Movie Review: The Spy Who Dumped Me (2018)
There’s a moment about 45 minutes into “The Spy Who Dumped Me” that made me laugh.
Our main characters, Audrey and Morgan (Mila Kunis and Kate McKinnon), two American girls caught up in international spy intrigue, are on the run for their lives in Europe. Unbeknownst to them, Nadedja (Ivanna Sakhno), an international model/gymnast/assassin (you know the type), has been sent to Prague to kill them, and, I assume, retrieve the maguffin in Audrey’s possession. She’s getting in position over Prague’s Old Town Square and asks her superior, via earpiece, who she’s looking for. Response: “Targets are two dumb American women.” She raises her rifle, looks through the scope, sees:
- two girls posing for a picture, one flipping the bird, the other doing the flicking-tongue-under-v-sign gesture
- a hung-over girl on a bridge throwing up into the water below while her friend holds her hair back
- two girls doing a bump-and-grind against a shrouded medieval statue, and, per subtitles, “both whooping”
At which point, realizing the impossibility of her task, she lowers her rifle.
That’s a good bit.
The rest of the movie is simply empowerment of those same dumb American women.
Our heroes are amateurs who bungle their way into international espionage and thrive there. The outlandishness that makes Morgan “a bit much” in the real world is perfect for distraction, while Audrey, 30 and going nowhere with her life, has real talent for the spy game. Before, she couldn’t lie. Now she’s adept at it. She’s good at the bait-and-switch, at killing (via all those Friday-night video arcade shooting games), and at hiding the maguffin where the sun don’t shine. Sure, innocent people die (Uber driver), but our girls wind up feeling good about themselves, and isn’t that what’s important?
Audrey also gets to kill the duplicitous spy who dumped her (Justin Theroux) and win the spy who’s loyal (Sam Heugan). Both women get new, sexy careers. They start out the movie as us (stunted, marginal) and wind up the movie as them (heroic, central). The thing they were brought in to mock is what they become.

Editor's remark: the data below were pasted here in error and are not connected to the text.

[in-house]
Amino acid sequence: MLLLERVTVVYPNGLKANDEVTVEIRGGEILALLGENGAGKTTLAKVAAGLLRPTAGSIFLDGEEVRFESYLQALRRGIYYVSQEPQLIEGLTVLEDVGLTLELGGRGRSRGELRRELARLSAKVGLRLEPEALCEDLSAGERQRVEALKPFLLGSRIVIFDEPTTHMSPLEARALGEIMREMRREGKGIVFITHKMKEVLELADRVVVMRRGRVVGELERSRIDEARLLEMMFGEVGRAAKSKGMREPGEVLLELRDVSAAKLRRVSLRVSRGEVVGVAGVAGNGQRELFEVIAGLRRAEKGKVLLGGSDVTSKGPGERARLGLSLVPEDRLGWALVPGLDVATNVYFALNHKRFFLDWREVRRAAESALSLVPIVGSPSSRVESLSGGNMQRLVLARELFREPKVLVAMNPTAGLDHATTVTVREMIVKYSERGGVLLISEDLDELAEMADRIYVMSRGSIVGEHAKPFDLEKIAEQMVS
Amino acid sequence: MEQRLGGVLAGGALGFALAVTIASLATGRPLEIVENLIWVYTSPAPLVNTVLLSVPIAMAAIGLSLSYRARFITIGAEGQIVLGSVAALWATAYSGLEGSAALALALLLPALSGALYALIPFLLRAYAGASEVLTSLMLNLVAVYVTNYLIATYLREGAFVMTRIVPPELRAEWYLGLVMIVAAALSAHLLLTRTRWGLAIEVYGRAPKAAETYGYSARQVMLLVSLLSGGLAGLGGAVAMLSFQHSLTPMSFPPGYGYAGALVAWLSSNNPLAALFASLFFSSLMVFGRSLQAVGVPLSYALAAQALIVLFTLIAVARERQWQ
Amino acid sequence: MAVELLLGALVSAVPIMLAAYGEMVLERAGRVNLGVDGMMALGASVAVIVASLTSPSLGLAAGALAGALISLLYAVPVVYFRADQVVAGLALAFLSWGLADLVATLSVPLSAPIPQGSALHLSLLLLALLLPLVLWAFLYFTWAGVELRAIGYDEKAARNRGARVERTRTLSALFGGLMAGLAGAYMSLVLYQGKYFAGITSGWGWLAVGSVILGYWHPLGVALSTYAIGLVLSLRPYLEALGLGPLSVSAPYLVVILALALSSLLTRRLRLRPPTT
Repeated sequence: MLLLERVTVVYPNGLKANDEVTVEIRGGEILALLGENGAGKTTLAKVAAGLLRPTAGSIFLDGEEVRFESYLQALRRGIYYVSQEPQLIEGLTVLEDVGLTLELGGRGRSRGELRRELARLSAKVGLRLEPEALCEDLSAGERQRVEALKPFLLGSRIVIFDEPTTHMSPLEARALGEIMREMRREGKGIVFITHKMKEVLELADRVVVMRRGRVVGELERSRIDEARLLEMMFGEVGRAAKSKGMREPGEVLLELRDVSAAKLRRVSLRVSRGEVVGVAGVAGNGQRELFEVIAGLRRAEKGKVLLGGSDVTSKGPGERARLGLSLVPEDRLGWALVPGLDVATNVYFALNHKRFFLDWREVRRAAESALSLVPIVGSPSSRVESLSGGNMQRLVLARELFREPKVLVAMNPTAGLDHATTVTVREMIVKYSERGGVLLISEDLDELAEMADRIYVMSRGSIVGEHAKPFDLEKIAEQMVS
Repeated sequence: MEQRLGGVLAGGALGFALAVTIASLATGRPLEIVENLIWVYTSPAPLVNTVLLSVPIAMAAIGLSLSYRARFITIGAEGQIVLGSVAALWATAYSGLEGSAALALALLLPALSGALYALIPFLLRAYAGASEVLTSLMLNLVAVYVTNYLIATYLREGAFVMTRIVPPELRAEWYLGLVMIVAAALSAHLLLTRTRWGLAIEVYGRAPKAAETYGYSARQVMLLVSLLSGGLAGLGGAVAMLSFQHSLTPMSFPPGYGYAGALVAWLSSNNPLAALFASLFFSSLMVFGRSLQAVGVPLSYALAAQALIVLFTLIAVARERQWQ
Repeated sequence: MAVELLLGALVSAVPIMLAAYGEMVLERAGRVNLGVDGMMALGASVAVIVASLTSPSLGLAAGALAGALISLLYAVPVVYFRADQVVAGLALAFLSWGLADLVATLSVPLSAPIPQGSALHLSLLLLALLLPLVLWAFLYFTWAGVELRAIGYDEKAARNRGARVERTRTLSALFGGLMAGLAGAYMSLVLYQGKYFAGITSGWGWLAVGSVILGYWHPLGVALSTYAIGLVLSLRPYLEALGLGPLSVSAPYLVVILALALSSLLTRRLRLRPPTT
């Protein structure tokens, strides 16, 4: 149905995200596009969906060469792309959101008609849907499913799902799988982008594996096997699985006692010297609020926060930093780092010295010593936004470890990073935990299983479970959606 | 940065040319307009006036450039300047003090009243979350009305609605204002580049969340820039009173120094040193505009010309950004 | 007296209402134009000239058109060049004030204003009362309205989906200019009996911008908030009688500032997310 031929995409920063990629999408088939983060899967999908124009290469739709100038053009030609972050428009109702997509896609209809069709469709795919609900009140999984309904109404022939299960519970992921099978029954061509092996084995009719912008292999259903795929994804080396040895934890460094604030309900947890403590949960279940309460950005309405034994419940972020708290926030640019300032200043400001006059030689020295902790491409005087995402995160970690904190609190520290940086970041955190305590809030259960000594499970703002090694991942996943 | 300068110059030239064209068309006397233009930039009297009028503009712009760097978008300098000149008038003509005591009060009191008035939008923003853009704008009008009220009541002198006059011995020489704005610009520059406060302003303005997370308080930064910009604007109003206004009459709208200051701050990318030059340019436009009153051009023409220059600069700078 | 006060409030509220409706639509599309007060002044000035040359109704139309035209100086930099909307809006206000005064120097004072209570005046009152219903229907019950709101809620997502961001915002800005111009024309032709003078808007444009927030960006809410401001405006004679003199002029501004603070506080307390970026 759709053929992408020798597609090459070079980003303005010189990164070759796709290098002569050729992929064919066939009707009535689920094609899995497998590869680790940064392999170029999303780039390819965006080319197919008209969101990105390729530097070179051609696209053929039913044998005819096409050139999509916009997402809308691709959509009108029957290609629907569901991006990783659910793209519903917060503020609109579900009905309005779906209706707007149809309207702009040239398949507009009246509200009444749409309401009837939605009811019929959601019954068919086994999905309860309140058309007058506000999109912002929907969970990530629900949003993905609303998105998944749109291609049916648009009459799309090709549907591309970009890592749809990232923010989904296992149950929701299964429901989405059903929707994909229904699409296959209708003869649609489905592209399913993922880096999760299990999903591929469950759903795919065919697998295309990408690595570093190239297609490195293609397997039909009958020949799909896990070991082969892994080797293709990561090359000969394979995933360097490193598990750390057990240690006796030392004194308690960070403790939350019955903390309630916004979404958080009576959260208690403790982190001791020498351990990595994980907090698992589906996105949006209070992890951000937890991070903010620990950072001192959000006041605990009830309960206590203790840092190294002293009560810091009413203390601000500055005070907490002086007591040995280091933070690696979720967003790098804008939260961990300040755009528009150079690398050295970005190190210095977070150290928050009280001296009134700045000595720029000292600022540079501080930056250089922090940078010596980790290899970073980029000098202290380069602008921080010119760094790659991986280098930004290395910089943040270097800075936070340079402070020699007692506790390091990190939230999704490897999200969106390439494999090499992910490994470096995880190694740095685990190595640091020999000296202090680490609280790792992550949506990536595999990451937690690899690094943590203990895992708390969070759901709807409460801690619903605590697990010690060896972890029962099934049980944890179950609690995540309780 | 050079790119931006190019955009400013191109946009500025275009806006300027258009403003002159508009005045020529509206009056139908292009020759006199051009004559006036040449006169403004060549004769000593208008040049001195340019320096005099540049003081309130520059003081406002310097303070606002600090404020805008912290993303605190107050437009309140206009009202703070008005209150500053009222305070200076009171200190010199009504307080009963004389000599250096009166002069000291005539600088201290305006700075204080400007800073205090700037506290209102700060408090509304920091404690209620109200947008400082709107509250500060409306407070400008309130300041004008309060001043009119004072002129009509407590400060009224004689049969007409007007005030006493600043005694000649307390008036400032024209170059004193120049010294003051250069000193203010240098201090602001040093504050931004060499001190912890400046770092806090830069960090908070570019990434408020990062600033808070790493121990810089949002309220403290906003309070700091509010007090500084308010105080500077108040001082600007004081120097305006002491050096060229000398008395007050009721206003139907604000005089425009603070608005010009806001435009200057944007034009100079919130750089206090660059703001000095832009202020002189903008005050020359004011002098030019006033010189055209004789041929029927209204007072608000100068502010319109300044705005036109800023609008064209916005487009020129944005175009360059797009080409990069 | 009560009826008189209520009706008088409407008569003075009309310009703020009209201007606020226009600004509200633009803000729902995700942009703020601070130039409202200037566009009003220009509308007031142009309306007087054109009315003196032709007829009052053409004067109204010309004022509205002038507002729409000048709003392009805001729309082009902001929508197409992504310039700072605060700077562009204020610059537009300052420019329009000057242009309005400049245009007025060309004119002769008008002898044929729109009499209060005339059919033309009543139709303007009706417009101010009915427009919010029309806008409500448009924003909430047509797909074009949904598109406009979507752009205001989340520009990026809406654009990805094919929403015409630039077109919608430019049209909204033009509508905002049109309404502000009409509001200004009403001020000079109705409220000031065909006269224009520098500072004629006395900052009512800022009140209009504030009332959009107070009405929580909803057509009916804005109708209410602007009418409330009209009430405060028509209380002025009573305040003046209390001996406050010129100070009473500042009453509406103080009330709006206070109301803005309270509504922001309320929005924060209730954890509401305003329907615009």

Here’s an excerpt from my 2015 review of “Spy” starring Melissa McCarthy:
Most genre spoofs occur when Hollywood takes someone who looks and acts like us (a schlub) and places them in an exciting genre movie (western, action-adventure, spy thriller). The laughs come when the schlub tries to live up to the genre and falls flat, while the catharsis comes when the schlub becomes the wish-fulfillment fantasy figure in the end. The genre may be mocked but it ultimately wins. Wish-fulfillment fantasy wins. We want us on the screen but no we don’t; we’d rather see them.
“Spy” did the genre spoof better because McCarthy’s character wasn’t a schlub; she was assistant to a superspy (Jude Law) but actually competent. I.e., more competent than the men. She’d just never been given the chance. But when Jude appears to die in the first reel, she gets it. The comedy comes in how less-than-glamorous her version of the spy game is. It’s really a feminist/lookist take within the genre spoof.
This isn’t that. “Dumped Me” reverts us back to the stupid norm. It pretends that you can join late with zero experience and still master the game.
That’s not what dooms it, though. It's just not funny. I think I laughed fewer than 10 times. I liked the bit about driving the manual-transmission car into the kiosk at 2 mph. I liked Cheesecake Factory menus compared to the novels of Dostoevsky. I liked Paul Reiser and Jane Curtain as the parents, and Reiser’s line reading on Woody Harrelson. And not much else.
Some of the action sequences are surprisingly good but has McKinnon ever been less funny? Has Kunis made a smart decision since “Black Swan”?
“Targets are two dumb American women.” The movie’s targets are many dumb American women. Based on its pallid box office, it didn’t hit them, either.